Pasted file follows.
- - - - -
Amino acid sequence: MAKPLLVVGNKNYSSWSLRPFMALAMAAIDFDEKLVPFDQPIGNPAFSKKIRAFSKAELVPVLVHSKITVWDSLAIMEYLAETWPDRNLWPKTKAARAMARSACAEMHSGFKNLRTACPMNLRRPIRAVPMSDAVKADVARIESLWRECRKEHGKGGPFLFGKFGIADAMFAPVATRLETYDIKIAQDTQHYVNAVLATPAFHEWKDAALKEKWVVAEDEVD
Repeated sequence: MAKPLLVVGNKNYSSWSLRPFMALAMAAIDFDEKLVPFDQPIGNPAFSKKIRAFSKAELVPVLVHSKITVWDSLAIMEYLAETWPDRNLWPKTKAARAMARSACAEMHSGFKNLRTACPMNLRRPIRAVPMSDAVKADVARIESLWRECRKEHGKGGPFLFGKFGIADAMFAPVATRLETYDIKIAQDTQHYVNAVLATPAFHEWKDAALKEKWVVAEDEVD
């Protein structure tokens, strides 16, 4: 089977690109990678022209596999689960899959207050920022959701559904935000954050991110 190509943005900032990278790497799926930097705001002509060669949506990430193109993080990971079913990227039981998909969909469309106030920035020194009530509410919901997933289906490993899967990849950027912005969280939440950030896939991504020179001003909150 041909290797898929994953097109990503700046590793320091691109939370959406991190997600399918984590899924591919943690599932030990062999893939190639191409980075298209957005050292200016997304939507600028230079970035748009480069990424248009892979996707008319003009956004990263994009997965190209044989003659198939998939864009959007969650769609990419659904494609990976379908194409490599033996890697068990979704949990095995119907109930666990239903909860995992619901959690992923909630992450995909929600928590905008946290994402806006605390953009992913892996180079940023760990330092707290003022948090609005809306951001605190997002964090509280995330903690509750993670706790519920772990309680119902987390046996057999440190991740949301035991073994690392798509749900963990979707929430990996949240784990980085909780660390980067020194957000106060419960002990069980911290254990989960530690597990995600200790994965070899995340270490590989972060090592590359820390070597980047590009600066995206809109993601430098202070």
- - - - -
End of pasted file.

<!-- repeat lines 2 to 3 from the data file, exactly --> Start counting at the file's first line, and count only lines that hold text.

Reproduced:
Repeated sequence: MAKPLLVVGNKNYSSWSLRPFMALAMAAIDFDEKLVPFDQPIGNPAFSKKIRAFSKAELVPVLVHSKITVWDSLAIMEYLAETWPDRNLWPKTKAARAMARSACAEMHSGFKNLRTACPMNLRRPIRAVPMSDAVKADVARIESLWRECRKEHGKGGPFLFGKFGIADAMFAPVATRLETYDIKIAQDTQHYVNAVLATPAFHEWKDAALKEKWVVAEDEVD
């Protein structure tokens, strides 16, 4: 089977690109990678022209596999689960899959207050920022959701559904935000954050991110 190509943005900032990278790497799926930097705001002509060669949506990430193109993080990971079913990227039981998909969909469309106030920035020194009530509410919901997933289906490993899967990849950027912005969280939440950030896939991504020179001003909150 041909290797898929994953097109990503700046590793320091691109939370959406991190997600399918984590899924591919943690599932030990062999893939190639191409980075298209957005050292200016997304939507600028230079970035748009480069990424248009892979996707008319003009956004990263994009997965190209044989003659198939998939864009959007969650769609990419659904494609990976379908194409490599033996890697068990979704949990095995119907109930666990239903909860995992619901959690992923909630992450995909929600928590905008946290994402806006605390953009992913892996180079940023760990330092707290003022948090609005809306951001605190997002964090509280995330903690509750993670706790519920772990309680119902987390046996057999440190991740949301035991073994690392798509749900963990979707929430990996949240784990980085909780660390980067020194957000106060419960002990069980911290254990989960530690597990995600200790994965070899995340270490590989972060090592590359820390070597980047590009600066995206809109993601430098202070």